Some kids simply hate to write. They become argumentative with their parents when doing written homework. At school they rush through writing assignments, doing as little as possible. For children who experience difficulties with slow processing, fine motor skills, or working memory limitations, writing can be an excruciating task. These kids may find that writing take “forever” or become incredibly frustrating when their thoughts don’t last long enough to be put down onto paper. How do you teach a kid who hates to write? I strongly recommend that we teach these children how to type at a very early age. While typing alone does not ensure that a student will become a proficient writer, it can overcome some of the angst that children with ADHD, dysgraphia, or executive functioning difficulties experience with writing tasks. It also lends itself directly to more effective editing, either by the student writer or a parent or mentor.
Typing is an important twenty-first century skill. Students of today will rarely use handwriting in their work as adults, so it is likely that excellent keyboarding skills will help them in any profession they choose. Keyboarding should be required learning for children who struggle with illegible handwriting, problems in organizing their thoughts, getting their ideas onto paper, or frustration due to the amount of time it takes them to write.
Even if children experience fine motor skill difficulties that interfere with their handwriting (which might also make typing tough), it is far more productive to spend time and energy improving their keyboarding skills. I suggest that teaching keyboarding skills starts as early as first grade, as soon as children can extend their fingers across a small keyboard. For many children, becoming proficient at keyboarding dramatically transforms their academic experience. A child’s work being neat and readable practically guarantees a modestly higher grade.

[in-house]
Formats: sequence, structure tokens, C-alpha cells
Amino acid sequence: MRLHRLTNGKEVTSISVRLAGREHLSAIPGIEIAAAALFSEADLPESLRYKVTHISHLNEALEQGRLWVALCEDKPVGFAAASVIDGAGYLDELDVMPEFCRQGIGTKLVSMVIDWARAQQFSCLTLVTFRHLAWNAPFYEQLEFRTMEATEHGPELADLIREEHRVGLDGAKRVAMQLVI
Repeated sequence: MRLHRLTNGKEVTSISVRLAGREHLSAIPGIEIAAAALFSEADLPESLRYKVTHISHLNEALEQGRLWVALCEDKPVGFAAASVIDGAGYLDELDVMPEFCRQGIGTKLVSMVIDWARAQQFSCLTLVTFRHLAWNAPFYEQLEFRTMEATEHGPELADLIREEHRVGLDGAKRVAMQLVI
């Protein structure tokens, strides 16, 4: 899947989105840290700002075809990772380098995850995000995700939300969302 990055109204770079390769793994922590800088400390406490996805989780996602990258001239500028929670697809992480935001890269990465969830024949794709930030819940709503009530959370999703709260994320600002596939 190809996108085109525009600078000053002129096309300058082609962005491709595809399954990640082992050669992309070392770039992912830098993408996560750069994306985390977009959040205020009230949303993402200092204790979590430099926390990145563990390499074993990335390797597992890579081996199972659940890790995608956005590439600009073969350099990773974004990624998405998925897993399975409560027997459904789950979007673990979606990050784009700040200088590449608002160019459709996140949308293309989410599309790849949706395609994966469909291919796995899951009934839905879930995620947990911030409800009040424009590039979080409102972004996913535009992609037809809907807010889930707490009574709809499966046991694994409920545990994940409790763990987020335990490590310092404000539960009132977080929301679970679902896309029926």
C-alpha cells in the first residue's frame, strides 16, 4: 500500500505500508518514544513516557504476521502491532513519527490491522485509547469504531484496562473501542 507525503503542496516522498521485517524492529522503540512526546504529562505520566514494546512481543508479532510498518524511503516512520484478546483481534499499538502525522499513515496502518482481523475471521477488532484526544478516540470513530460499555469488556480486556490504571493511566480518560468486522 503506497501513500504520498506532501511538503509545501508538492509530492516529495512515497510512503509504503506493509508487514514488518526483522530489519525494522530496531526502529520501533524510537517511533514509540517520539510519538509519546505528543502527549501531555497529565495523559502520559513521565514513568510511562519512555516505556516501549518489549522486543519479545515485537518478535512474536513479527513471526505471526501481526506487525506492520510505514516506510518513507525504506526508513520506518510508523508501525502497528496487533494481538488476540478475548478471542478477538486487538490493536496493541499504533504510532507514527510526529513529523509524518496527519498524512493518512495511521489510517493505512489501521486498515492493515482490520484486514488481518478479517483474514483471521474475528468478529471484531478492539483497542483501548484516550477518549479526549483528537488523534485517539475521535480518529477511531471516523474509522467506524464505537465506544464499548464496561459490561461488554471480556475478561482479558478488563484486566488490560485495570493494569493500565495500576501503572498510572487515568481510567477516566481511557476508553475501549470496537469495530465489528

Cloud-based tools such as Google Drive allows the writer to share his written work with others, get their comments and encouragement, and make corrections from any location. “The Cloud” facilitates collaboration on the part of parents, peers, older siblings, and mentors who are able to assist in the writing process remotely by adding comments. This is particularly helpful if the written product is located in “the cloud” as opposed to an unshared device.
If your child does not love a traditional keyboard, there are many alternatives for typing in today’s world. For example, there are a variety of keyboard setups for tablets. Many of these are suitable to small hands and may in fact be more useful for children than adults. Many children are also growing up in using their thumbs on their cell phone keyboards. If this works for them and they are able to use a small keyboard effectively I suggest that you encourage them to become experts.In my estimation, it is far better for kids who struggle with getting their ideas onto paper to practice their typing skills on a cell phone rather than engaging in repetitive penmanship lessons on a piece of paper.
Whether you choose to use a traditional keyboard, a virtual keyboard on a tablet, or a mini keyboard on a cell phone, a number of strategies are likely to lead to your child becoming a competent or preferably an expert typist. These include:
- Prove to them that it works. First, choose the device that you are fastest at and then enter into a competition with them where you type a two paragraph essay and they handwrite it. Compare your times.
- Practice makes perfect. Your child does not need to become an expert typist in their first month of learning the skill. However, helping them to see the progress that they make will be very important in encouraging them to continuing to use this powerful tool for learning. Create a chart or use a program that keeps track of typing speed to give them feedback about improvements.
- Use the cloud. Typing skills will play only a small role in helping your child become a competent writer. However when parents, siblings and peers have an opportunity to provide feedback and help in editing your child’s work because it is cloud based, they will likely learn more about writing skills. In fact, if they also have access to their classmates work online, they will have additional models for them to use in developing their own writing skills.
Find ways to use typing skills outside of school. You might choose to encourage a child to become the publisher of a family blog, even if it is primarily visually based but does include some typing of text. Alternatively, you might find other strategies such as typing their comments on a book they read on Amazon.com, sending an e-mail to a relative, or generating a huge list of all the gifts they would love to receive for their birthday or Christmas.